About Yellowknife: An Introduction
Originating as a gold mining camp in the 1930’s, Yellowknife is now the capital of the Northwest Territories. It’s a complex place that still bears the marks of its frontier history, while continuing to develop as a cosmopolitan modern city. Increasingly, the culture of the Indigenous peoples who lived in the region long before the gold miners arrived is regaining prominence. Major business sectors in the city include: mining and a host of mining-related activities such as logistical operations and transportation services; most government activity in the territory, and tourism and communications.
Location: Yellowknife sits on the north shore of Great Slave Lake, the ninth largest freshwater body of water in the world. It’s around 400 km south of the Arctic Circle, and 1,524 km north of Edmonton, Alberta.
Climate: There’s no denying it: Yellowknife gets cold in the winter, with average January temperatures reaching -26 C. But It’s a dry cold, many residents will tell you! Summers are mild but warm, reaching into the mid-20s in high summer, with an average of 17 C in July. Sunshine on long summer days can last nearly 20 hours, though winter days can see as little as 4.5 hours of sun at their shortest.
Geography: The city is located on the rocky Canadian Shield, in the middle of the boreal forest. Distinctive pink granite can be seen in the area, while hardy stands of birch and spruce dominate the landscape. It stands right in the middle of the “aurora belt,” making it a prime location to view the natural phenomena of the Northern Lights, which draw thousands of tourists to the city each year.
Population/Demographics: Yellowknife’s last census count showed a population of 18,884 in 2016. It’s a young city, with an average age of 34.6, compared to Canada’s national average of 41. It’s also an increasingly multicultural city. While nearly a quarter of the population describe themselves as being of Indigenous descent, there are residents from all around the world making their home here. Four percent of residents speak French as their mother tongue.
Median Income: The average family income in Yellowknife is $119,247 (2015 figures). This in some part reflects that the cost of living is higher here than in southern Canada, but still, this is the highest average family income in the country.
Business/Employment: The two major employers are the resource industry — specifically mining — and government. Mining shifted from gold to diamonds in the 1990s. The major diamond mines are nearing the end of their productive lifespans over the next decade, though, os the push is on to find new projects, with plans for rare mineral mining development, and ongoing exploration for other resources. Since the city became the territory’s capital in 1967, it has been home to most territorial and federal government operations, though there has been some devolution to other communities. Tourism, mostly based around aurora viewing, is a growing business sector.
Amenities: The city has 12 schools, 27 parks, a bustling restaurant scene — 40 restaurants offering everything from upscale fine dining to Ethiopian to Korean and an eclectic cafe scene, not to mention food trucks and a farmers market in the summer months. It has a major museum — the Prince of Wales Northern Heritage Centre — and multiple art galleries.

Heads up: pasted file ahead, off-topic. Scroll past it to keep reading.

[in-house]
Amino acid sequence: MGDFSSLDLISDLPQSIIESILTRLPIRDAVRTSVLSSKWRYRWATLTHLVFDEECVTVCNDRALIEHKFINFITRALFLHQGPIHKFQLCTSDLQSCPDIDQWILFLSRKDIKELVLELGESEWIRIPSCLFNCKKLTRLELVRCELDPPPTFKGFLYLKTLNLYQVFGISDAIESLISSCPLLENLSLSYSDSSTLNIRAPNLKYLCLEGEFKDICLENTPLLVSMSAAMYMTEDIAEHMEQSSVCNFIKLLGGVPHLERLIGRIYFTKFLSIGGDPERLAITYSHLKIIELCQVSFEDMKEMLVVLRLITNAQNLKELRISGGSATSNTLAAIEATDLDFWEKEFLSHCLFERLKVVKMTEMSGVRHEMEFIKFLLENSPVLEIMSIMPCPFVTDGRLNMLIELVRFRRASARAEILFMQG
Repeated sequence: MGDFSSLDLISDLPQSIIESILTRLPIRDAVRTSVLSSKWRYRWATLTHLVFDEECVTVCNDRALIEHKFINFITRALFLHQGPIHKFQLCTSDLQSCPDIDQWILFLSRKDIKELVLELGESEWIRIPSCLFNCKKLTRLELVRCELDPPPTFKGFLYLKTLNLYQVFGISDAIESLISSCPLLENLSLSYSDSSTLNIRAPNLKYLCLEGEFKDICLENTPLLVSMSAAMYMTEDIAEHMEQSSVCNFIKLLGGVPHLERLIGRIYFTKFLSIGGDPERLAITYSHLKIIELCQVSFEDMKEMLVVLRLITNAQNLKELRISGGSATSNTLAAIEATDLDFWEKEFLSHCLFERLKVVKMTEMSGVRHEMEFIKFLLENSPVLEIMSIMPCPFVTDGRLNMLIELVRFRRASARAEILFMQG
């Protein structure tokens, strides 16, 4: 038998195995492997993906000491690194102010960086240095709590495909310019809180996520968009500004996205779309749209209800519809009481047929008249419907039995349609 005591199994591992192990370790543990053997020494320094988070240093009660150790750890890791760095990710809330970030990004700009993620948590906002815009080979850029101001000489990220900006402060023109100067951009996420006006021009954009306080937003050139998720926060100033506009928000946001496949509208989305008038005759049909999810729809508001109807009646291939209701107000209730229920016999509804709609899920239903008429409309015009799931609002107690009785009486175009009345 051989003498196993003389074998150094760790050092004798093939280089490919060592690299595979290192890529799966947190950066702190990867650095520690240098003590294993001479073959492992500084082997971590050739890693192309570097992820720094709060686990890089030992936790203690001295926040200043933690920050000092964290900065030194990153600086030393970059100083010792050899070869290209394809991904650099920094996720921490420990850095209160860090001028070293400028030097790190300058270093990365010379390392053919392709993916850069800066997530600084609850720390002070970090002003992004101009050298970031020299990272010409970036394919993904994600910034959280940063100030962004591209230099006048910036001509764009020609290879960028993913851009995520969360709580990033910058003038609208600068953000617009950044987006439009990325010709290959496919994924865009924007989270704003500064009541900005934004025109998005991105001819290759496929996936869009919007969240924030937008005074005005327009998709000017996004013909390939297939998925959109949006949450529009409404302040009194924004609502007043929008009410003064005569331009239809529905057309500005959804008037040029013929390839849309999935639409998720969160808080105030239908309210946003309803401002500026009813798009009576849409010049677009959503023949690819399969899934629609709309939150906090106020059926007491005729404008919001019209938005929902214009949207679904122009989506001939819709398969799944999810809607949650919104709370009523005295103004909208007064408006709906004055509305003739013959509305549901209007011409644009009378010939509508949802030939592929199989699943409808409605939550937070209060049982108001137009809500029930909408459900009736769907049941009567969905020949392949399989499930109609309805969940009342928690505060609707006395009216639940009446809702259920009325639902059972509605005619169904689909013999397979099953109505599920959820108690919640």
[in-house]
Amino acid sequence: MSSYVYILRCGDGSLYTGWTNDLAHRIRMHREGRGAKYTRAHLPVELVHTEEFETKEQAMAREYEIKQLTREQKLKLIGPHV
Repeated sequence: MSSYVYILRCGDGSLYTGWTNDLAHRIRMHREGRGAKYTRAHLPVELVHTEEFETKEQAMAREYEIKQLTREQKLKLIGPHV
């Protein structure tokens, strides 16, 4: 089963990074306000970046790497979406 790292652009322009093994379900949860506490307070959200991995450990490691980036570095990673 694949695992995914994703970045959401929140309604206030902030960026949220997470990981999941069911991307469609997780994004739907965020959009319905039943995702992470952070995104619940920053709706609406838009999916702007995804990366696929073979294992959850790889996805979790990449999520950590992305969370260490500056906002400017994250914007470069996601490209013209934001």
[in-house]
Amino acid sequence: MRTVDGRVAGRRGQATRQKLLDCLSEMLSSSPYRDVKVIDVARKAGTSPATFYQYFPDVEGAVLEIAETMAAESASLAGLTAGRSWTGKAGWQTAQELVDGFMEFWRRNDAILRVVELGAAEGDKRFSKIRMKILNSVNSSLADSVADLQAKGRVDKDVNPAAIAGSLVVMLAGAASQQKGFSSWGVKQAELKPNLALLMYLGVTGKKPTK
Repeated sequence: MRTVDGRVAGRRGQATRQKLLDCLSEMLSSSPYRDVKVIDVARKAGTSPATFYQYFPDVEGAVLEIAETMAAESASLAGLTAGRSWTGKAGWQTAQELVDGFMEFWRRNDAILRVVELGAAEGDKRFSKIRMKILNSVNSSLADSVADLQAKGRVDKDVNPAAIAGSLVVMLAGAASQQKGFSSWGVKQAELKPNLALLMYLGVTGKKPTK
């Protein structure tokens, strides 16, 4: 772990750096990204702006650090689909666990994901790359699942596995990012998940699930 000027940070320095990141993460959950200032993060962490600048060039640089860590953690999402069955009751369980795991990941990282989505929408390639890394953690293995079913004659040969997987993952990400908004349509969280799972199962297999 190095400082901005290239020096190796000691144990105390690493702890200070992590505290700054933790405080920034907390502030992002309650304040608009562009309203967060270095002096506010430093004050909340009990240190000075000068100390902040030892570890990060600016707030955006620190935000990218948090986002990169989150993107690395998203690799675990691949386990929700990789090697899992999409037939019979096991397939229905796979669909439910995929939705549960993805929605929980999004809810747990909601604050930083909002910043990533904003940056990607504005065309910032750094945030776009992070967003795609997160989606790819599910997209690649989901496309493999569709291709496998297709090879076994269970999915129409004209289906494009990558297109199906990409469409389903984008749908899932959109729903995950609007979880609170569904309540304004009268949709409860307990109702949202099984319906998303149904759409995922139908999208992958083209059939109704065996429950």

Long before the first European — a French-speaking trader by the name of Laurent Leroux — arrived on the shores of Great Slave Lake in 1786, the region was frequented by the Dene people, who settled on the shores of Yellowknife Bay in the early 1800s. The name Yellowknife comes from the copper knives used by a Dene group known as the Yellowknives Dene. In the local Tlicho language, Yellowknife is known as Somba K’e — “where the money is.”
In the late 1800s, prospector E.A. Blakeney discovered gold in the region, but the Yukon gold rush to the west, which was much more accessible, attracted far more attention.
It wasn’t until the 1930s, that gold mining really took hold in the region. The city’s picturesque Old Town neighbourhood began to take shape then, as non-Indigenous miners and supporting businesses started to turn the tent city into a bustling town.
In 1947 the New Town, up the hill from the rocky, constrained borders of Old Town, began construction. Today it is the city’s “downtown.”
In 1967, Yellowknife became the capital of the NWT, and in 1970 was officially declared to be a city.
The town’s industry was long dominated by its two main gold mines, Giant Mine and Con Mine. In the 1990s, labour disputes between workers and owners at Giant Mine became extremely tense, and ended in tragedy in 1992, when a bomb planted in the mine killed nine workers. Roger Warren, a worker at the mine, was convicted of nine counts of second-degree murder.
In the late 1990s, the city was transformed by the discovery of diamonds. Its long-running gold mines were closed, and international companies such as De Beers and Rio Tinto moved into the region, developing four large diamond mines.
YK Neighbourhood Guide
Wondering where to live? Find out which neighbourhood is best for you in this detailed guide to Yellowknife’s eclectic areas, including historical information, ambience, characteristics and amenities: